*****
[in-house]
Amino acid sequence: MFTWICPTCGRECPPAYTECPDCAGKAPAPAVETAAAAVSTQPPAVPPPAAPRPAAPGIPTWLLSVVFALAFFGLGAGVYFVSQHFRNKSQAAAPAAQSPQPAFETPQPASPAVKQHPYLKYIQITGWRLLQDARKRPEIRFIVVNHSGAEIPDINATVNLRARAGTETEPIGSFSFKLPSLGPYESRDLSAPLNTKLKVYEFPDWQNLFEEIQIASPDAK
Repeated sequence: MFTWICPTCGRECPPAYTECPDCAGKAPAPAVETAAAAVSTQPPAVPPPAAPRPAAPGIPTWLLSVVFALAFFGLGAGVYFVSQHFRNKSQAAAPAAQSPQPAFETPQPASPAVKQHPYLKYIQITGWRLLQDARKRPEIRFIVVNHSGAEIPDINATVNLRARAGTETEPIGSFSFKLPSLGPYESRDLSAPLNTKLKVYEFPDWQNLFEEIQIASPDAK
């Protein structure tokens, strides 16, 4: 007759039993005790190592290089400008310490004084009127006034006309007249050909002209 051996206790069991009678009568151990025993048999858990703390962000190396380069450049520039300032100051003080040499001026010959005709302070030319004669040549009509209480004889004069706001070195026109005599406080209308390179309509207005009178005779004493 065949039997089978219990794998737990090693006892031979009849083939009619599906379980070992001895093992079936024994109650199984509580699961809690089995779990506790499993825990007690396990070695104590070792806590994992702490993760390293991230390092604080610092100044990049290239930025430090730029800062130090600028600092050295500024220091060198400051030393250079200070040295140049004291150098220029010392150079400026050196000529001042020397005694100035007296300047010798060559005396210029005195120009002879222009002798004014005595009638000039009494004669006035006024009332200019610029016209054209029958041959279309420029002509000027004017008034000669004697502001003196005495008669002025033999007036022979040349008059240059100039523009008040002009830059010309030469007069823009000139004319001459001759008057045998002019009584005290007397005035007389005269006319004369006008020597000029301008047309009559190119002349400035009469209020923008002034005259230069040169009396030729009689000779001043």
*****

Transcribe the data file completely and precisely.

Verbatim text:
[in-house]
Amino acid sequence: MFTWICPTCGRECPPAYTECPDCAGKAPAPAVETAAAAVSTQPPAVPPPAAPRPAAPGIPTWLLSVVFALAFFGLGAGVYFVSQHFRNKSQAAAPAAQSPQPAFETPQPASPAVKQHPYLKYIQITGWRLLQDARKRPEIRFIVVNHSGAEIPDINATVNLRARAGTETEPIGSFSFKLPSLGPYESRDLSAPLNTKLKVYEFPDWQNLFEEIQIASPDAK
Repeated sequence: MFTWICPTCGRECPPAYTECPDCAGKAPAPAVETAAAAVSTQPPAVPPPAAPRPAAPGIPTWLLSVVFALAFFGLGAGVYFVSQHFRNKSQAAAPAAQSPQPAFETPQPASPAVKQHPYLKYIQITGWRLLQDARKRPEIRFIVVNHSGAEIPDINATVNLRARAGTETEPIGSFSFKLPSLGPYESRDLSAPLNTKLKVYEFPDWQNLFEEIQIASPDAK
């Protein structure tokens, strides 16, 4: 007759039993005790190592290089400008310490004084009127006034006309007249050909002209 051996206790069991009678009568151990025993048999858990703390962000190396380069450049520039300032100051003080040499001026010959005709302070030319004669040549009509209480004889004069706001070195026109005599406080209308390179309509207005009178005779004493 065949039997089978219990794998737990090693006892031979009849083939009619599906379980070992001895093992079936024994109650199984509580699961809690089995779990506790499993825990007690396990070695104590070792806590994992702490993760390293991230390092604080610092100044990049290239930025430090730029800062130090600028600092050295500024220091060198400051030393250079200070040295140049004291150098220029010392150079400026050196000529001042020397005694100035007296300047010798060559005396210029005195120009002879222009002798004014005595009638000039009494004669006035006024009332200019610029016209054209029958041959279309420029002509000027004017008034000669004697502001003196005495008669002025033999007036022979040349008059240059100039523009008040002009830059010309030469007069823009000139004319001459001759008057045998002019009584005290007397005035007389005269006319004369006008020597000029301008047309009559190119002349400035009469209020923008002034005259230069040169009396030729009689000779001043």